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2. Alignment Tests

On 15 July 2008 (UT) I took a series of lamp images (or "lamps" for short) using the narrow slit, without the focal reducer lens, and using 1 by 2 pixel binning. Most of this set of lamps were taken with the low-dispersion grating. I began by taking lamps with the telescope pointed at the zenith. I then took sets of lamps with the telescope slewed east by 1, 2, 3 & 4 hours. I returned the telescope to zenith, took another set of lamps, then repeated the process slewing south with increments of 15 degrees until I reached a declination of -15 degrees. I then returned to zenith and repeated the process while slewing to the west to a maximum of 4 hours. I set back to zenith, and slewed north with increments of 15 degrees until I reached the pole. I ended with a final set of lamps taken at the zenith.

The motivating purpose of this set of tests was to determine how much the zeropoint of the wavelength calibration is affected by system flexure. These data also allowed me to measure the variation of the misalignment of the spatial and spectral axes with the x and y axes of the detector.

I bias- and dark-corrected the lamps as discussed in Sections 2 & 3, above. The region of the detector exposed to the lamps defines the largest spatial extent that can be properly wavelength calibrated, and thus allowed me to refine the cropping region as discussed in Section 4.2.3. For 1 by 2 binned images at low dispersion, the first 250 rows of the detector are exposed to the emission-line lamps. Figure 37 shows two fully corrected lamps both taken at zenith. The top is an Hg lamp, and the bottom is a Ne lamp.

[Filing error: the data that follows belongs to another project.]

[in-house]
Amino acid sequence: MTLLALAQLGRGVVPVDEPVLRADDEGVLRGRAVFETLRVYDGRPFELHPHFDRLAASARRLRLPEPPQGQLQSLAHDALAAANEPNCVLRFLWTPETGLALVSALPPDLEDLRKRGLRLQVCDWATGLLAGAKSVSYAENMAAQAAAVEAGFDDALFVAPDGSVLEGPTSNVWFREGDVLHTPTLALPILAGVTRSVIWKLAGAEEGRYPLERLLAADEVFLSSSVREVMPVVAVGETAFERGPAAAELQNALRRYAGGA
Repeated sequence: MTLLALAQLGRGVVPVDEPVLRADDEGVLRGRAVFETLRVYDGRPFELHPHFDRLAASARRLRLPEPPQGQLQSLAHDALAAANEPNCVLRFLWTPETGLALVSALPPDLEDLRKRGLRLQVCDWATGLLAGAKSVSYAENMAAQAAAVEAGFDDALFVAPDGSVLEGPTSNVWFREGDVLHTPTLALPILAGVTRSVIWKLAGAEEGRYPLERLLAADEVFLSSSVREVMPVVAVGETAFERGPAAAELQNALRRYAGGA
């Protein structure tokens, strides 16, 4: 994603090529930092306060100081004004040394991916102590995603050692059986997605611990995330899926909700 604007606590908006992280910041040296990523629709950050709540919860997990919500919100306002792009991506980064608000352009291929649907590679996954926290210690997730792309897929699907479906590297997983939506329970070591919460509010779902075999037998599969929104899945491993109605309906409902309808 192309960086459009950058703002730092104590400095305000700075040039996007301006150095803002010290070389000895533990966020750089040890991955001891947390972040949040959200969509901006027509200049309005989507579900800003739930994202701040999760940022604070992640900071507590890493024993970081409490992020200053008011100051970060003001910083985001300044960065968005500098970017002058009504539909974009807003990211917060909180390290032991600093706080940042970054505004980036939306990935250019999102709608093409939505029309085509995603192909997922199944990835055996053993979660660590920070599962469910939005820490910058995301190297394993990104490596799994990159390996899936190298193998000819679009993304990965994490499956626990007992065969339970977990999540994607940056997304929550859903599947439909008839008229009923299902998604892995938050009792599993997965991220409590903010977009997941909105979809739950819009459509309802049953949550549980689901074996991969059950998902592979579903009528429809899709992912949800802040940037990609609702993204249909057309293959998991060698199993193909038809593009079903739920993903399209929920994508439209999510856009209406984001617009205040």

• Figure 37: An 8-sec Hg lamp (upper panel) and a 2-min Ne lamp (lower panel). Both were obtained a low-dispersion, with the narrow slit and 1 by 2 pixel binning. Both have been bias- and dark-corrected and cropped.

    One can see that the spectral and spatial axes are clearly misaligned with respect to the x and y axes of the detector. Further, one can use the slope of the emission lines to determine the misalignment. However, it turns out that this will need to be done independently for every exposure. To show this, I proceeded as follows: I measured the slopes of several lines in one spectrum, and determined that all lines of a given exposure have the same slope. I then compared the slope determined from one bright line in Hg spectrum 016 with that from a bright line in Ne spectrum 015. These spectra were taken consecutively, with the same telescope pointing. The slopes were identical to within the errors. I then measured the slopes of the Hg 5480 Angstrom line on all the Hg spectra, and plotted the slopes as a function of zenith angle and exposure number. Figure 38 shows the result for the plot against exposure number. Not only does the tilt of the spectral lines change dramatically, but it does not return to the initial zenith configuration after the slew to the pole. The spatial tilt of the spectrograph changes dramatically with slews to the north, and does not return to its initial value upon return to the zenith. The lesson to take from this is that wavelength calibration exposures must be taken bracketting every object spectrum that needs wavelength calibration.

  • Figure 38: The change in x-axis pixel value as a function of y-axis pixel value for the Hg 5480 Angstrom line plotted against exposure number.

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    Updated: 2009 August 21 [pbe]